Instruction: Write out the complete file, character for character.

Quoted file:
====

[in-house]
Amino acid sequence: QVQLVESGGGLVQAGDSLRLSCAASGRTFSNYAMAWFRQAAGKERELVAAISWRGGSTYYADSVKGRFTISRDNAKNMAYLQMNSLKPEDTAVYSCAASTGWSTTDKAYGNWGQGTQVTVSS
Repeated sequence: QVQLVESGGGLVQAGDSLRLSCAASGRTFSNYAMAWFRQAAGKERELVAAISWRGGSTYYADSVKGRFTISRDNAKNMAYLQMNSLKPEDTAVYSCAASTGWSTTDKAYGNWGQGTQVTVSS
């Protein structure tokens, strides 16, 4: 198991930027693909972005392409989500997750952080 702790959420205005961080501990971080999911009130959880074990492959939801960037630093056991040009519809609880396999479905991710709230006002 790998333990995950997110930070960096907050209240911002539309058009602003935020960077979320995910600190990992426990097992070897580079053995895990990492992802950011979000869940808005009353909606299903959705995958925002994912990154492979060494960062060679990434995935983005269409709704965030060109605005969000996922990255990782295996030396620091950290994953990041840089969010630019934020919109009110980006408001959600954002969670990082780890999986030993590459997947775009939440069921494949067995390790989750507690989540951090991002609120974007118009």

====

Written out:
[in-house]
Amino acid sequence: QVQLVESGGGLVQAGDSLRLSCAASGRTFSNYAMAWFRQAAGKERELVAAISWRGGSTYYADSVKGRFTISRDNAKNMAYLQMNSLKPEDTAVYSCAASTGWSTTDKAYGNWGQGTQVTVSS
Repeated sequence: QVQLVESGGGLVQAGDSLRLSCAASGRTFSNYAMAWFRQAAGKERELVAAISWRGGSTYYADSVKGRFTISRDNAKNMAYLQMNSLKPEDTAVYSCAASTGWSTTDKAYGNWGQGTQVTVSS
């Protein structure tokens, strides 16, 4: 198991930027693909972005392409989500997750952080 702790959420205005961080501990971080999911009130959880074990492959939801960037630093056991040009519809609880396999479905991710709230006002 790998333990995950997110930070960096907050209240911002539309058009602003935020960077979320995910600190990992426990097992070897580079053995895990990492992802950011979000869940808005009353909606299903959705995958925002994912990154492979060494960062060679990434995935983005269409709704965030060109605005969000996922990255990782295996030396620091950290994953990041840089969010630019934020919109009110980006408001959600954002969670990082780890999986030993590459997947775009939440069921494949067995390790989750507690989540951090991002609120974007118009």